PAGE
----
The U.S. Department of Education released a report today examining the impact of the federal Race to the Top competitive grant program. In the report’s introduction, Secretary Arne Duncan called it a “groundbreaking approach to federal grantmaking” that “unleashed an incredible amount of courage and creativity.”
Andrew Ujifusa has a solid rundown of the report’s hits and misses over at the Politics K-12 blog on Education Week. Graduation rates are up, more kids are taking AP exams and college enrollment has improved in a number of Race to the Top states.
The report also emphasizes other changes, like stronger, reform-focused leadership at the state level; improved data systems; more robust teacher evaluations that are being used to drive development; and prioritization of investments in states’ lowest-performing schools.
Even as a close observer, I was surprised at how much Delaware and Tennessee stood out among the high points sprinkled throughout the report. Their progress validates their first-round wins. But I also think it suggests that having a head start with the Common Core was beneficial and that we should expect continued improvement in other states as they catch up.
Not Blinded by the Fandom
It’s no secret that I’m a fan of Race to the Top. But that doesn’t mean I’m unable to be critical, and certainly success hasn’t been a clean sweep. After making steady progress over the past two decades, NAEP scores lagged this year, and given the fact that most states are only now transitioning to the new Common Core assessments, it’s too early to point to much hard evidence of improved student achievement only five years after the first grant award.
I think it’s fair to point out a number of places where, if the department had it to do over again, they would have take different approaches. Maybe they should have sequenced priorities better to help states and districts manage the transition of adopting higher standards, new assessments and system-wide accountability. Maybe there should have been more focus on curriculum reform.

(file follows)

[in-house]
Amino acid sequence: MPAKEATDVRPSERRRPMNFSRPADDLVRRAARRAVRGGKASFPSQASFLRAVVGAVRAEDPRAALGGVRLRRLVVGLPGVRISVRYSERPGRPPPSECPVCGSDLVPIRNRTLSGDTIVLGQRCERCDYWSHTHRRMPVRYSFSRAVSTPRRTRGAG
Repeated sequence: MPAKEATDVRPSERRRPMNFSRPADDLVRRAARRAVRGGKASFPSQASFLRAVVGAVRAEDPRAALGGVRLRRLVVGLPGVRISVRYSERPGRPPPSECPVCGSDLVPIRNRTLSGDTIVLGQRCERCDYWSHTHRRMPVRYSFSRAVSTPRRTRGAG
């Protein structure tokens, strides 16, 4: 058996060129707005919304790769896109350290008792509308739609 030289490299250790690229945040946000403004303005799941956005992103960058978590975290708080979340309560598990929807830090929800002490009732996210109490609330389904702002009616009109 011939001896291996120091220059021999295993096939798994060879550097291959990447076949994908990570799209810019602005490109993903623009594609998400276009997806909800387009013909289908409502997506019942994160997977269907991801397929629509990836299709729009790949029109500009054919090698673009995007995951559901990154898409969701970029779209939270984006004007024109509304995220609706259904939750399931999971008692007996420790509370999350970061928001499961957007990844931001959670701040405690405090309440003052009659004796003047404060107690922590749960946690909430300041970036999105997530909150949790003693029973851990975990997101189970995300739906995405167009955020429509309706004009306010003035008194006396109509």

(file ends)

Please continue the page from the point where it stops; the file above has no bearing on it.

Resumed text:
If We’re Being Critical
Where I think critics of Race to the Top veer off is attempting to strip away context from their evaluations. Arguing that Race to the Top produced little progress is disingenuous. The legitimate debate for pundits centers on two questions:
- Was the progress made worth it in the face of pushback and unintended consequences that resulted and;
- Was the progress made sufficient, relative to other options?
To the first question, no doubt there have been consequences and side effects that were unforeseen at the outset. But reasoned analysis requires making a distinction between the noise and confusion associated with change and lasting negative consequences.
I think it’s too early to be able to do that.
There is no question though that state chiefs were always going to face political blowback if they “broke with tradition” and pushed hard for transformative change. Leaders always do. Such pressure isn’t unique to Race to the Top.
And how much should the amount of the investment factor into our analysis? According to Ujifusa, Andy Smarick said in response to the report that “$4.35 billion in taxpayer funds is a whole lot of money if more urgency and cooperation were the goals.”
But is it really?
Don’t Be Fooled by the $
Consider that the U.S. spends over $600 billion annually on public education. Those funds are spent almost entirely on maintaining the static system that has existed for decades, and failed to prepare over half of our students to master the core knowledge and skills they need to be successful in college and beyond.
Now consider this: Have you ever tried to move something that has been in its place for a long time?
Race to the Top was never meant to fix public schools completely.
It was meant to spark change in a stagnant system that never seems to stop resisting transformation. Considering the enormity of the task, it’s a wonder that what amounts to less than 1 percent of total education spending, a paltry sum in context, resulted in any change or progress at all.
It’s not that there shouldn’t be vigorous debate about the efficacy of Race to the Top and what we should learn from it.
But whether you think Race to the Top was impressive or not, we cannot let it be the end of the conversation around education reform.
We must continue to be bold because as a country we are nowhere near providing high-quality educational opportunities to every child.
Let’s keep having that conversation about change, and what it takes to make it happen with urgency.